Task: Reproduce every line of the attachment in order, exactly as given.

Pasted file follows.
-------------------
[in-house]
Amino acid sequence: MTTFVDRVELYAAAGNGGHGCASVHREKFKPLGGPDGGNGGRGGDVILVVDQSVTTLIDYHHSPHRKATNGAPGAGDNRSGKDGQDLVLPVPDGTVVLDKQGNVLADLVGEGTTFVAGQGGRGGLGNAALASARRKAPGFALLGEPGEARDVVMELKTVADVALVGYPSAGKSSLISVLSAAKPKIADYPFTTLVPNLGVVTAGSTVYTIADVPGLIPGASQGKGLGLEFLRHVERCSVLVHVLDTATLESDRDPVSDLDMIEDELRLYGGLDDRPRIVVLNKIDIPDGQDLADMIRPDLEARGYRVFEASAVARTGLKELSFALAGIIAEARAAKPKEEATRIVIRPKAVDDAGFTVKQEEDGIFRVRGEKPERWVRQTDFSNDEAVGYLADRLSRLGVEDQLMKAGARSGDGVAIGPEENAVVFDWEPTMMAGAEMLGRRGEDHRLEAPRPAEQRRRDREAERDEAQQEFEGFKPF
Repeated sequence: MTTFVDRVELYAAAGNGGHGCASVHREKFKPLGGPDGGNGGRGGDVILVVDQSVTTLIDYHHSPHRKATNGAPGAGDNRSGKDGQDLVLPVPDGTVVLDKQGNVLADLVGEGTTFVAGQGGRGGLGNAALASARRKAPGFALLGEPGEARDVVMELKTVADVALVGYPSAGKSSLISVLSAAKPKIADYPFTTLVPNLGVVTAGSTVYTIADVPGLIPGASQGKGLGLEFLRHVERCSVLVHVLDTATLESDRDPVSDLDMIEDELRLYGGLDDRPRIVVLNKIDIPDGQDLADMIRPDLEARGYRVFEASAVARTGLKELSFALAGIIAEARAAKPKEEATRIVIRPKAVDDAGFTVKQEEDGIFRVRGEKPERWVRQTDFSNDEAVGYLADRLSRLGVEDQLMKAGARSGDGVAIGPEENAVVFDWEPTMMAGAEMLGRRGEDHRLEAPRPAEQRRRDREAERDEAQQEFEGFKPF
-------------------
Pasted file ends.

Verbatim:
[in-house]
Amino acid sequence: MTTFVDRVELYAAAGNGGHGCASVHREKFKPLGGPDGGNGGRGGDVILVVDQSVTTLIDYHHSPHRKATNGAPGAGDNRSGKDGQDLVLPVPDGTVVLDKQGNVLADLVGEGTTFVAGQGGRGGLGNAALASARRKAPGFALLGEPGEARDVVMELKTVADVALVGYPSAGKSSLISVLSAAKPKIADYPFTTLVPNLGVVTAGSTVYTIADVPGLIPGASQGKGLGLEFLRHVERCSVLVHVLDTATLESDRDPVSDLDMIEDELRLYGGLDDRPRIVVLNKIDIPDGQDLADMIRPDLEARGYRVFEASAVARTGLKELSFALAGIIAEARAAKPKEEATRIVIRPKAVDDAGFTVKQEEDGIFRVRGEKPERWVRQTDFSNDEAVGYLADRLSRLGVEDQLMKAGARSGDGVAIGPEENAVVFDWEPTMMAGAEMLGRRGEDHRLEAPRPAEQRRRDREAERDEAQQEFEGFKPF
Repeated sequence: MTTFVDRVELYAAAGNGGHGCASVHREKFKPLGGPDGGNGGRGGDVILVVDQSVTTLIDYHHSPHRKATNGAPGAGDNRSGKDGQDLVLPVPDGTVVLDKQGNVLADLVGEGTTFVAGQGGRGGLGNAALASARRKAPGFALLGEPGEARDVVMELKTVADVALVGYPSAGKSSLISVLSAAKPKIADYPFTTLVPNLGVVTAGSTVYTIADVPGLIPGASQGKGLGLEFLRHVERCSVLVHVLDTATLESDRDPVSDLDMIEDELRLYGGLDDRPRIVVLNKIDIPDGQDLADMIRPDLEARGYRVFEASAVARTGLKELSFALAGIIAEARAAKPKEEATRIVIRPKAVDDAGFTVKQEEDGIFRVRGEKPERWVRQTDFSNDEAVGYLADRLSRLGVEDQLMKAGARSGDGVAIGPEENAVVFDWEPTMMAGAEMLGRRGEDHRLEAPRPAEQRRRDREAERDEAQQEFEGFKPF